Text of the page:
Reviewed by Donald Logsdon Jr.
The Space Innovations series explains both the science and engineering necessary for the progress humans have made in the field and thus far and where we hope to explore in the future. The book's object is to tell “the story of rockets, from their humble beginning as toys one thousand years ago to their initiation as fearsome weapons of war.” The book includes seven chapters, a useful glossary, sources of additional information about rockets, and an index. The chapters are crowded with photographs and illustrations of rockets and those who made them. The text is clear and understandable.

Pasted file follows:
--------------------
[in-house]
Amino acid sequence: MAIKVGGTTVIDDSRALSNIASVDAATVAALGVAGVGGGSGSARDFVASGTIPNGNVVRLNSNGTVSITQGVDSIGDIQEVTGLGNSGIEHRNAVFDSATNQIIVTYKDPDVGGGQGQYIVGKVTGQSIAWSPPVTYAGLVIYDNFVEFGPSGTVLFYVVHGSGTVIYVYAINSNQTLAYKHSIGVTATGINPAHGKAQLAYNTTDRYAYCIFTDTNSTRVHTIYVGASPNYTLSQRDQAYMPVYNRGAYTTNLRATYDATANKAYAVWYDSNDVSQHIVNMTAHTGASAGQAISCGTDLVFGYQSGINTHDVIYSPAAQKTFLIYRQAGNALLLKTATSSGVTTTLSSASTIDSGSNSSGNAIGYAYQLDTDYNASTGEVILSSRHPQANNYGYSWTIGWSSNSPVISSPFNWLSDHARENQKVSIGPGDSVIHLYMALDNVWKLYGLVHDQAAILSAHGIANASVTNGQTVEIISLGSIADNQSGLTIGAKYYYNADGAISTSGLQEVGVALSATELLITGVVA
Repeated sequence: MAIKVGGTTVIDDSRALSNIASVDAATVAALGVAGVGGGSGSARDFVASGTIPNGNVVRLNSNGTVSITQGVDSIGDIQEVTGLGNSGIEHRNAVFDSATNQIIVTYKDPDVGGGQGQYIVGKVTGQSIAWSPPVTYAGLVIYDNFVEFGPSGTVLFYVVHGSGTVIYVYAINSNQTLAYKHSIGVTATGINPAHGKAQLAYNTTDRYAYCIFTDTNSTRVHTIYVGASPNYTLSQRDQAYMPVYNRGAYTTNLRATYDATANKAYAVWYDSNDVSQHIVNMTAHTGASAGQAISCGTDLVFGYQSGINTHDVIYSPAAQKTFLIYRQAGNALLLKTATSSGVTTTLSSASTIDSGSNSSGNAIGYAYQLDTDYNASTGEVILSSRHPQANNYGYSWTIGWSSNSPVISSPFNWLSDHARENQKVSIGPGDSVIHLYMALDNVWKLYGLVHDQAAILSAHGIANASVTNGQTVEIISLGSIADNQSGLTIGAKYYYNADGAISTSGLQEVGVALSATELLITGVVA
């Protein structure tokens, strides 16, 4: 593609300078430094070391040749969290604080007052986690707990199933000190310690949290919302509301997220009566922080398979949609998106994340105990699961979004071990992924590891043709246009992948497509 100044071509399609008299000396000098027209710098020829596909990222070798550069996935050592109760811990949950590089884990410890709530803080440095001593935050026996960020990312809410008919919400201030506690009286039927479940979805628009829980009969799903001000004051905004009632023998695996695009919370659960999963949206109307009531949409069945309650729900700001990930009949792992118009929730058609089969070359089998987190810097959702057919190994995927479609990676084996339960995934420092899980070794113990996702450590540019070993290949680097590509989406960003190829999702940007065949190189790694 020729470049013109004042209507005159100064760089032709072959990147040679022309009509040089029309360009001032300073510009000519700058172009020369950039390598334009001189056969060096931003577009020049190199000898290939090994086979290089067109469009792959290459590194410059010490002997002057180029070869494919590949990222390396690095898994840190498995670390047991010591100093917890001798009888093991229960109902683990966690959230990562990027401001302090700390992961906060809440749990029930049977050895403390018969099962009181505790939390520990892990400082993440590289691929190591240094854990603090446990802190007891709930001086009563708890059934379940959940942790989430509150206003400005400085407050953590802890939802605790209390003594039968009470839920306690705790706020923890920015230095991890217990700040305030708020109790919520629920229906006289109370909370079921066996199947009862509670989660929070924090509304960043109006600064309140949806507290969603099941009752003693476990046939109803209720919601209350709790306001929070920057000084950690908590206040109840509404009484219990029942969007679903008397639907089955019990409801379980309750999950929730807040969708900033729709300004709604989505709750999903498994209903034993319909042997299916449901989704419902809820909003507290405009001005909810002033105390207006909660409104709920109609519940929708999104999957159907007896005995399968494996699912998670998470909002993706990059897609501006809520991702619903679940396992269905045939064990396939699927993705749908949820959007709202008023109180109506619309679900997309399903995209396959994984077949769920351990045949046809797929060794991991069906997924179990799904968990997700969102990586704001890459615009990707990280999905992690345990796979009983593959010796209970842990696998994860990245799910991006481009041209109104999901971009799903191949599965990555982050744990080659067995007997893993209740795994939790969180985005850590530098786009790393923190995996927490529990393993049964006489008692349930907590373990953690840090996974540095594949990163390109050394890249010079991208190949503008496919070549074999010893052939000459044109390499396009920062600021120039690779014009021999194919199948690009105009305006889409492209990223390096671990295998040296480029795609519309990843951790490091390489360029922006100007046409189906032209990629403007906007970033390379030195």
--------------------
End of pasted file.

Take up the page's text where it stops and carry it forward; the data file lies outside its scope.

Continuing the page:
A section in one chapter presents simple experiments that young readers can try that illustrate some basic rocket principles. The chapters have numerous sidebars that add useful information. For example, one sidebar discusses how the multistage rocket functions, complete with excellent illustrations.
This is an attractive book, with a striking cover of a rocket preparing for a night launch. It would be a good supplement for middle school science lessons. It might even spark an interest in a budding space scientist.
This book was selected as an NSTA/CBC Outstanding Science Trade Book for 2008.
Review posted on 11/8/2007